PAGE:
The Northwest Arkansas Council, working with local, state and federal healthcare officials, has assembled a reference guide for employers. It is intended to offer guidance to help minimize health risks for employees returning to work during the COVID-19 (coronavirus) pandemic.
The resource guide is available online and was updated on Friday (May 29) with the latest guidelines during a webinar hosted by the council.
Dr. James Marzolf of the Whole Health Institute said wearing masks is encouraged and should be worn as an act of charity to protect others against particles that are released from sneezing, talking and coughing.
While the region has seen more testing for COVID-19 in recent weeks, Dr. Lisa Low, medical director at Mercy Hospital in Rogers, said the increase in testing is not the only reason there are more positive cases. She said a rise in positive cases is to be expected as the region begins to reopen for business. She also cautioned that because businesses are reopening does not mean the pandemic has dissipated.
“We are still in the midst of a pandemic and people need to remember that,” Low said during the webinar.
Dr. Mark Thomas, medical director at Washington Regional Medical Center in Fayetteville, echoed the sentiment. He said Washington Regional has seen 150 people in its COVID-19 unit in the past 75 days. He expects the positive cases will continue to increase as more people are out and about. Thomas said social distancing, wearing masks and proper hand hygiene can help slow the spread, but the virus is likely going to be around for many more months.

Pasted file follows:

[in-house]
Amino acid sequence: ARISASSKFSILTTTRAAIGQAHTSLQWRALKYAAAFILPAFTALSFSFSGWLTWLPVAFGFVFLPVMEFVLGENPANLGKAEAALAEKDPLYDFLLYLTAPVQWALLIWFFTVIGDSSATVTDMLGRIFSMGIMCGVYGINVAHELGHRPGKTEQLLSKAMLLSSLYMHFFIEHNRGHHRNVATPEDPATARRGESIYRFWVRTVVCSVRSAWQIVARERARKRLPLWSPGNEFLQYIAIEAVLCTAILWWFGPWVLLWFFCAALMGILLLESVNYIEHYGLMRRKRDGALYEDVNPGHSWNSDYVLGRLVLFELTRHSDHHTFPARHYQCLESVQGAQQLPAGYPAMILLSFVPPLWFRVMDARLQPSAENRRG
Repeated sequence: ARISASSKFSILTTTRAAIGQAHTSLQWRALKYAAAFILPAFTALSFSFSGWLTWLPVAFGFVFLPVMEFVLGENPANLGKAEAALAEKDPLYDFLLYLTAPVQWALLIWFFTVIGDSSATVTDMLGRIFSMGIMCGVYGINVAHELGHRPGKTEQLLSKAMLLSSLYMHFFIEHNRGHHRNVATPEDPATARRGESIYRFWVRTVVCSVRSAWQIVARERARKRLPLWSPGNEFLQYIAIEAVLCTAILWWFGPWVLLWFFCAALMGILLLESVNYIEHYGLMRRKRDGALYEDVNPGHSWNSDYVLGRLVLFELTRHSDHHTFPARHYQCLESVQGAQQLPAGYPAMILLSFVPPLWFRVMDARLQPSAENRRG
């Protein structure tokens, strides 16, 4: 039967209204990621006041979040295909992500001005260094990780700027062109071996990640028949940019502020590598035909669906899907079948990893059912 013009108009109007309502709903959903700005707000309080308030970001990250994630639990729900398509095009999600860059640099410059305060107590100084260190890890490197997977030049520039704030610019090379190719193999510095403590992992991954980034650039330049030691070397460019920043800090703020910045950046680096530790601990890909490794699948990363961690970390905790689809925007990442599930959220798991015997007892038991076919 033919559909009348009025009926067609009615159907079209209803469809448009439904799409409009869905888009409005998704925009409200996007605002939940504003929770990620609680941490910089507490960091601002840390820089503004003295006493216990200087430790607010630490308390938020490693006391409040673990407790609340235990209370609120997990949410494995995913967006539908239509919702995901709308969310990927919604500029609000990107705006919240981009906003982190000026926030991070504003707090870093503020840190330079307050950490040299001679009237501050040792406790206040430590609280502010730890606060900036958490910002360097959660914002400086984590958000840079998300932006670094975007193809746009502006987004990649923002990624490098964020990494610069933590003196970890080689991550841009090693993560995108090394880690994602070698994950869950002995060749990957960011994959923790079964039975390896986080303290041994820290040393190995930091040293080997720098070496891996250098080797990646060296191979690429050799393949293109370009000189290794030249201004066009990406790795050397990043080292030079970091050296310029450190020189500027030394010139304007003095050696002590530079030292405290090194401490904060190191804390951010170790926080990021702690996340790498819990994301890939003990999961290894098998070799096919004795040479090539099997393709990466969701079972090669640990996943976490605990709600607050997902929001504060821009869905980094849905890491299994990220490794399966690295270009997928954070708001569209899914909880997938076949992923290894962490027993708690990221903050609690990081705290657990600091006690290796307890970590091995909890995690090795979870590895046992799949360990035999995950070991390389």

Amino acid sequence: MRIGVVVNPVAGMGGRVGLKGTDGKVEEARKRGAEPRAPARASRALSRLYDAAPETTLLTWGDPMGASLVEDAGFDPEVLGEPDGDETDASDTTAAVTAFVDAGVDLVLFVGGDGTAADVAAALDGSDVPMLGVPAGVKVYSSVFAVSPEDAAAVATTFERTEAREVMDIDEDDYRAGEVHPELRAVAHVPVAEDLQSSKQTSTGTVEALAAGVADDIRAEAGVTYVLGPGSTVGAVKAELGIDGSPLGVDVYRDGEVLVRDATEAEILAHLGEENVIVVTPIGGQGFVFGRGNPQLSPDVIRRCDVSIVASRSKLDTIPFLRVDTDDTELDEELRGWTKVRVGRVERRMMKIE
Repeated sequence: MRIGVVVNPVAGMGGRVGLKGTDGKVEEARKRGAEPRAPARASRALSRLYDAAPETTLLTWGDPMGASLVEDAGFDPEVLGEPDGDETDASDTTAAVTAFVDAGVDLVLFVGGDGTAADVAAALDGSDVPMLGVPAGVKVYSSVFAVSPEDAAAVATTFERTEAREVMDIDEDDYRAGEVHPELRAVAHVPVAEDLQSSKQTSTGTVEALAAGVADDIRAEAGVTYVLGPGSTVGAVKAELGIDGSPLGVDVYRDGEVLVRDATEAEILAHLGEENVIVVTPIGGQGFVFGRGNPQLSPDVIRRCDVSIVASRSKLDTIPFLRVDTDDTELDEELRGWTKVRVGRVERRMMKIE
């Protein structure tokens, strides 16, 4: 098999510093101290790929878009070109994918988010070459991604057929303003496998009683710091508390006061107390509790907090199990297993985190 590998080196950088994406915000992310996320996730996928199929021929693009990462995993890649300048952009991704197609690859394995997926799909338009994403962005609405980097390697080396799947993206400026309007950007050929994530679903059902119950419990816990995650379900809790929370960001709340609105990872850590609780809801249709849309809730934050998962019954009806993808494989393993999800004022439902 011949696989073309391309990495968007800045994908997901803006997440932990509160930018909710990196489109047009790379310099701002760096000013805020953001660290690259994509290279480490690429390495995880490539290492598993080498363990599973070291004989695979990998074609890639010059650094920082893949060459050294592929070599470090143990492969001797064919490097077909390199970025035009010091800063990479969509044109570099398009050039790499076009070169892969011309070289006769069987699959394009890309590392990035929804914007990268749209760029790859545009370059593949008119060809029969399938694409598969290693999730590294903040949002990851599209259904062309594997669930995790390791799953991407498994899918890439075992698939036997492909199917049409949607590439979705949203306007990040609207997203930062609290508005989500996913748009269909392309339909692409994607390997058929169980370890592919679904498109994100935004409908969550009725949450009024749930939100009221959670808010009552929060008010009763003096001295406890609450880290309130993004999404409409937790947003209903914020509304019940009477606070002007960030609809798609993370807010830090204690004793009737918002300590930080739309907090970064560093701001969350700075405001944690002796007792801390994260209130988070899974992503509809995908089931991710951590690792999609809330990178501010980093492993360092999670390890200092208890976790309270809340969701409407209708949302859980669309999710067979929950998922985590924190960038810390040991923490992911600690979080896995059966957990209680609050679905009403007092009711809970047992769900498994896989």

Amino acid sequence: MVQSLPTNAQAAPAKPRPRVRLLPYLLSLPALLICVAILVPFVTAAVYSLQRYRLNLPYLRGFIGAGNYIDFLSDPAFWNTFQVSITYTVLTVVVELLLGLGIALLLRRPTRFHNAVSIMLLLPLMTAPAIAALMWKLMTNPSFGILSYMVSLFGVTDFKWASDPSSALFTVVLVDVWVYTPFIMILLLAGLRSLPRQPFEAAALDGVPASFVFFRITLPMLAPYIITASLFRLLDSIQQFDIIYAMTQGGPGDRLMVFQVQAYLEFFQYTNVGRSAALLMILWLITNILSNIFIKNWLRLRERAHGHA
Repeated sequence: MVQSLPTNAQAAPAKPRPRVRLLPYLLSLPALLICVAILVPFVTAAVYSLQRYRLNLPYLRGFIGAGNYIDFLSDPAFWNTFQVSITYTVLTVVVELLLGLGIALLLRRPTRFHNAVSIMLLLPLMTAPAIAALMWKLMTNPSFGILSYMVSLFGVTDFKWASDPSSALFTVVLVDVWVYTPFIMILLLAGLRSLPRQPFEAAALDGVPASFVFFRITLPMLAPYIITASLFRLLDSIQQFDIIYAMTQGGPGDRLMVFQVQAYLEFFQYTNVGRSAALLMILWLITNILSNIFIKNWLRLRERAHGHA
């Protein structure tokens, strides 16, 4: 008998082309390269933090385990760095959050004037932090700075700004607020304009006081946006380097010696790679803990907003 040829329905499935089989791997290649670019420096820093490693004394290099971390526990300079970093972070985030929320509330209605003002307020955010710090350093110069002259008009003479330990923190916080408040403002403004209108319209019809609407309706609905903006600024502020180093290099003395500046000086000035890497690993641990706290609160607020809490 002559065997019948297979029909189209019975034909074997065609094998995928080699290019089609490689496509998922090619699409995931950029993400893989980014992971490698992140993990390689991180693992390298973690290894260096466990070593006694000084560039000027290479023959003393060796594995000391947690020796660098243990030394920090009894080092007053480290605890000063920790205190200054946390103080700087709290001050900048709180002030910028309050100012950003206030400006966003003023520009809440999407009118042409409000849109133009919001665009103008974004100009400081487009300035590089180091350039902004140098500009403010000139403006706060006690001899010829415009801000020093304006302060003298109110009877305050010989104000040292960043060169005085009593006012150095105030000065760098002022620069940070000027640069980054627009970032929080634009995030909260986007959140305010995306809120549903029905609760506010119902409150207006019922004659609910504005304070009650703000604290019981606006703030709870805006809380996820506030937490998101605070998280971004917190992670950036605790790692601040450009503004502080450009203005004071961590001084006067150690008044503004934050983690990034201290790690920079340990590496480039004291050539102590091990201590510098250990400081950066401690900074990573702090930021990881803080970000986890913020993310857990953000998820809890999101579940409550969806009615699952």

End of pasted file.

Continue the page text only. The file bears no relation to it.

The panel of doctors in Friday’s webinar encouraged businesses that reopen to follow the protocols outlined in the report and when they have an employee who tests positive not to panic because it will likely happen. The healthcare professionals expect the number of cases to rise significantly in Northwest Arkansas in the coming days and they recommend wearing masks, social distancing and proper handwashing as the best way to reduce the chances of contracting the virus.
Marzolf said most of those infected with COVID-19 will experience mild systems, but they do not always know the health conditions of those with whom they associate who could become very ill from the same virus.
For that reason, only small social gatherings are recommended for the foreseeable future.